2. "Lolita" Nabakov is a genius and his way with words is just breathtaking. I only read the book because I wanted to read, "Reading Lolita in Tehran" and DH said I should really read "Lolita" first if I wanted to understand it. I'm so glad I did. The book isn't anything like the movie. The characters and plot are crafted so meticulously. You just can't help but be moved when reading the book.

3. "The Godfather" Now, maybe it's because I read the book first but later, when I tried to watch the movie, I couldn't get through the first 10 minutes. The movie was so dated and boring. If they re-made the movie, I might give it another go.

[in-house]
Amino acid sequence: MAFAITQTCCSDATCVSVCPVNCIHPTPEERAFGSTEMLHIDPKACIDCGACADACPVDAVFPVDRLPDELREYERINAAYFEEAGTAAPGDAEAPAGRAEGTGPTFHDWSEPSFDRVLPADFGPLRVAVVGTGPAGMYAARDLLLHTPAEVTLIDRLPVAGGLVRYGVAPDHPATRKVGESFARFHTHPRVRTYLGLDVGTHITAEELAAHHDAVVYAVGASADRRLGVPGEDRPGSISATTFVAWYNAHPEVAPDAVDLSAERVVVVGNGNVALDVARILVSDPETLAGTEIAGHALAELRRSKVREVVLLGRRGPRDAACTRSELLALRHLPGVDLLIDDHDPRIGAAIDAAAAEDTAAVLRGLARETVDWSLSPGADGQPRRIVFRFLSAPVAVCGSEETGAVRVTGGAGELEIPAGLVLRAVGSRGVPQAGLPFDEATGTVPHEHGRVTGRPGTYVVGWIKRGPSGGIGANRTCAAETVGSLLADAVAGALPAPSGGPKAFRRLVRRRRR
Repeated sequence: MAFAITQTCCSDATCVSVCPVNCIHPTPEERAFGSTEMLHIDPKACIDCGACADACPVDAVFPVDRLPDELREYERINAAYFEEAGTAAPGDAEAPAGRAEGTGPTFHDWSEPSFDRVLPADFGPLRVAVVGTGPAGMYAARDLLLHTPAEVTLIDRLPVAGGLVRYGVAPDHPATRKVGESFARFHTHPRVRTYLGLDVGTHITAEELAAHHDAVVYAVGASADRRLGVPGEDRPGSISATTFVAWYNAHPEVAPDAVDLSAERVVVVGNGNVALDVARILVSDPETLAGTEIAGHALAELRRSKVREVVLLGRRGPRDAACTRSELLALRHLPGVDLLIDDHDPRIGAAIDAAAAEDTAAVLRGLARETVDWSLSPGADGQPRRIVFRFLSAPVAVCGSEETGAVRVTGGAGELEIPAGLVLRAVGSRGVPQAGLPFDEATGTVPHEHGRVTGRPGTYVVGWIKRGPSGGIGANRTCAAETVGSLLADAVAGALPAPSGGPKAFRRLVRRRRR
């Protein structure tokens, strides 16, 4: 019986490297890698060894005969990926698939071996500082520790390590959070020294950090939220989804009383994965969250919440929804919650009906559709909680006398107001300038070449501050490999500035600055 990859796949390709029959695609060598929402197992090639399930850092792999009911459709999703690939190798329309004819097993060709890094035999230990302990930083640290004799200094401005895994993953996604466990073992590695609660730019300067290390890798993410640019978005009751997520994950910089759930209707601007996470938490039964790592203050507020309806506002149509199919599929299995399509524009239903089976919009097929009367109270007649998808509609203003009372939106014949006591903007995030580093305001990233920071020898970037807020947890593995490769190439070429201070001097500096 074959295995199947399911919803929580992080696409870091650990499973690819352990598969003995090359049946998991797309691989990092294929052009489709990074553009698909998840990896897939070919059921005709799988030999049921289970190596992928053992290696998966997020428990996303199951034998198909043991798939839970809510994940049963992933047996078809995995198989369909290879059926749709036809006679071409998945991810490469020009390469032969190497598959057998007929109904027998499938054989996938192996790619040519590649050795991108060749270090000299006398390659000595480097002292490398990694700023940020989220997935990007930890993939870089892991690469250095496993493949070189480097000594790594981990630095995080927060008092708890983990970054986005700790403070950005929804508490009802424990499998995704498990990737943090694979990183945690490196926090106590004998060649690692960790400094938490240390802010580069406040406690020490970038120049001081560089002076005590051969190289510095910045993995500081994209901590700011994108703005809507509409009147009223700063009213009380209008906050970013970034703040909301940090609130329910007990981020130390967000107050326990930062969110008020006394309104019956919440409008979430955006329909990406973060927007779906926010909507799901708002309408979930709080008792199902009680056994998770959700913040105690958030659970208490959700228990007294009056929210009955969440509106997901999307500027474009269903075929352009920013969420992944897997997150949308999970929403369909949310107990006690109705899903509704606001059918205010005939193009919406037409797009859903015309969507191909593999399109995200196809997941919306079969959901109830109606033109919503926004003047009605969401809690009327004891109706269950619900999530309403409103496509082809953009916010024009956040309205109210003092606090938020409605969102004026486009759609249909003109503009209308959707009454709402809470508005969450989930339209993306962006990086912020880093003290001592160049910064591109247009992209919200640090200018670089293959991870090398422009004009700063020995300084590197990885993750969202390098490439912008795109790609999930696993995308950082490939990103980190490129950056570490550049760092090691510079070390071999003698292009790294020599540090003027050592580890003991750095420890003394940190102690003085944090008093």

4. "The Scarlett Letter" Again, I think the author is a genius. Nathaniel Hawthorne is a master at his craft and the intricacies that are weaved throughout the book are totally lost and cheapened on screen. I don't even think the movie is worth watching but would recommend the book to everyone with a serious interest in literature.
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#90 of 105 Old 10-16-2010, 12:20 PM
 
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Can I commit a heresy and say that I liked the movie of Harry Potter and the Half Blood Prince much, much better than the book? I felt like they did a better job with making Harry into the noble, likable hero in the movie. Not to slight anyone, who really loves the books, just my opinion. =)